Sam Zell and Goldman Sachs Invest in Argentine Real Estate
Venture led by Zell’s Equity International and Goldman buys commercial property, land, development company
Source: Wall Street Journal
By: Peter Grant
A venture led by Sam Zell’s Equity International and Goldman Sachs (GS +0.92%) Group Inc. is investing more than $300 million in Argentine real estate, a vote of confidence in the economic overhaul being pursued by the three-year-old government of Mauricio Macri.
The venture has purchased a portfolio of commercial property including an office park and mall in the Buenos Aires area and land for future development. It is also buying the developer of those two projects, a company named Rukan, which is being renamed ARG Realty Group.
ARG Realty plans to spend more than $200 million in the “next few years” to buy other properties and develop projects in the pipeline, said Tom Heneghan, Equity International’s chief executive.
“Argentina has been a country that’s been shut out of the capital markets for over a decade,” he said. “From a real estate perspective, it’s been starved.”
The deal is one of the largest foreign investments in Argentine real estate since Mr. Macri took office in 2015. He has scrapped currency controls and has been pushing forward a wide range of tax cuts and austerity measures designed to overhaul the country’s economy and attract investment.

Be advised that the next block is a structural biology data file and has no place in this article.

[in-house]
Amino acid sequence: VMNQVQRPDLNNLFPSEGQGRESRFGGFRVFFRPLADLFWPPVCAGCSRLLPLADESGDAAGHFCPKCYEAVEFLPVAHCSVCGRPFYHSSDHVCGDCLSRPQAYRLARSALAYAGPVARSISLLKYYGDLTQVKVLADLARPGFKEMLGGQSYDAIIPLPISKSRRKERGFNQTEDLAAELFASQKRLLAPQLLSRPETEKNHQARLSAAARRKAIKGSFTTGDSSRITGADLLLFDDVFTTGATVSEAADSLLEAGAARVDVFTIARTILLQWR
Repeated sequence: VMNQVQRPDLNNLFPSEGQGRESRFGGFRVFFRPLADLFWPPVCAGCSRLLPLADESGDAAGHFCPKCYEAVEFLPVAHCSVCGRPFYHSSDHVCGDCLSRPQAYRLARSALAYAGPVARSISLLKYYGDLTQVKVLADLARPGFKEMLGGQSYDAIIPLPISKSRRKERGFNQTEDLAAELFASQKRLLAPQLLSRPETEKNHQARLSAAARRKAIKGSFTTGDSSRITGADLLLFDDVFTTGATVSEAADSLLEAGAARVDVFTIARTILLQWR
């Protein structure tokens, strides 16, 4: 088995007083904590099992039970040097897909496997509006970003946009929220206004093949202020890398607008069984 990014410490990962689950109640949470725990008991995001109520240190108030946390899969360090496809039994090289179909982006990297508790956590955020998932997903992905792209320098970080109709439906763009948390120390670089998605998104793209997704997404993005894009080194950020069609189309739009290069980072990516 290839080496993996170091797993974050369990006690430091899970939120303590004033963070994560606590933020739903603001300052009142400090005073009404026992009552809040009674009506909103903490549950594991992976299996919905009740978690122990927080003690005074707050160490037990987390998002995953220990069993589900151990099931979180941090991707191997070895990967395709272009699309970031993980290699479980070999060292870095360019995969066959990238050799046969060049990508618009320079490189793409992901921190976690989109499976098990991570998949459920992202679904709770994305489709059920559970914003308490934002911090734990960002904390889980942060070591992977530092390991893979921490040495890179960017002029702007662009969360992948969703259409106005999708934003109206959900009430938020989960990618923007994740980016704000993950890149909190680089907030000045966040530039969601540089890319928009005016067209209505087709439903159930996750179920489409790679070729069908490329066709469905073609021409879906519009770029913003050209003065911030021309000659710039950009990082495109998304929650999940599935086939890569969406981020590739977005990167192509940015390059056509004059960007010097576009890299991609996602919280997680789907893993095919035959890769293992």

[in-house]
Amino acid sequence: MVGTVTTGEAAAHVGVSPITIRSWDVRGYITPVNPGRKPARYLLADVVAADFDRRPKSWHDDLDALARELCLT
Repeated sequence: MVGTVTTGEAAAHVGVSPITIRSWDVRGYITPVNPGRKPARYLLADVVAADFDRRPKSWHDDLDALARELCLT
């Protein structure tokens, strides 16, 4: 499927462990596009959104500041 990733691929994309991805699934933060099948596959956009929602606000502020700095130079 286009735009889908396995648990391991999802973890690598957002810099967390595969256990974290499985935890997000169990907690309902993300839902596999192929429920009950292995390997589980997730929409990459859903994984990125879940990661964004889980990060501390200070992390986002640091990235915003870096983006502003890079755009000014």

Goldman is investing in the venture through its merchant-banking division, which operates as a private-equity firm. The deal marks the first time the division has invested in Argentina in more than 15 years.
Mr. Zell, who is chairman of Equity International, is a well-known U.S. real-estate investor with a career spanning a half century. He made a fortune—and earned the sobriquet of the “grave dancer”—buying distressed real estate in the early 1990s and profiting handsomely later. In 2007, he sold Equity Office Properties for $39 billion in the largest-ever leveraged buyout at the time.
Since then, most of his real-estate investments have been through Equity International, which focuses on building property companies in emerging markets and taking them public. Eventually that is what the venture hopes to do with ARG Realty, Mr. Heneghan said.
Equity International began eying Argentina five years ago, but the country was still “a bit of a mess” back then, Mr. Heneghan said, partly because of its history of defaulting on sovereign debt. Last year, Mr. Zell met with President Macri and was impressed by his plans, Mr. Heneghan said.
It is too early to gauge how successful Mr. Macri’s strategy will be.
“The question is: are they really on a path to fixing it and living up to their potential, or could they disappoint,” Mr. Heneghan said.
If Argentina disappoints, the venture has “downside protection” from the income from the office building and mall, he said. That net income amounts to a double-digit yield on the venture’s purchase price, he said.
Rukan was the real-estate-development unit of Grupo Pegasus, a South American investment firm with offices in Buenos Aires and Bogotá.
Jeronimo Bosch, one of the founders of Pegasus, will continue to work for ARG Realty as a senior executive on the management team. Also, some of the original investors in Pegasus, including Centaurus Capital LP, are participating in the new venture.
About $240 million of the Rukan purchase price is going for land, the operating business and the two buildings: a 50,000 square meter (538,000 square foot) office park named Urbana and the 45,000 square meter Tortugas mall north of Buenos Aires. The rest is capital for future growth in expectation the economy gains traction.
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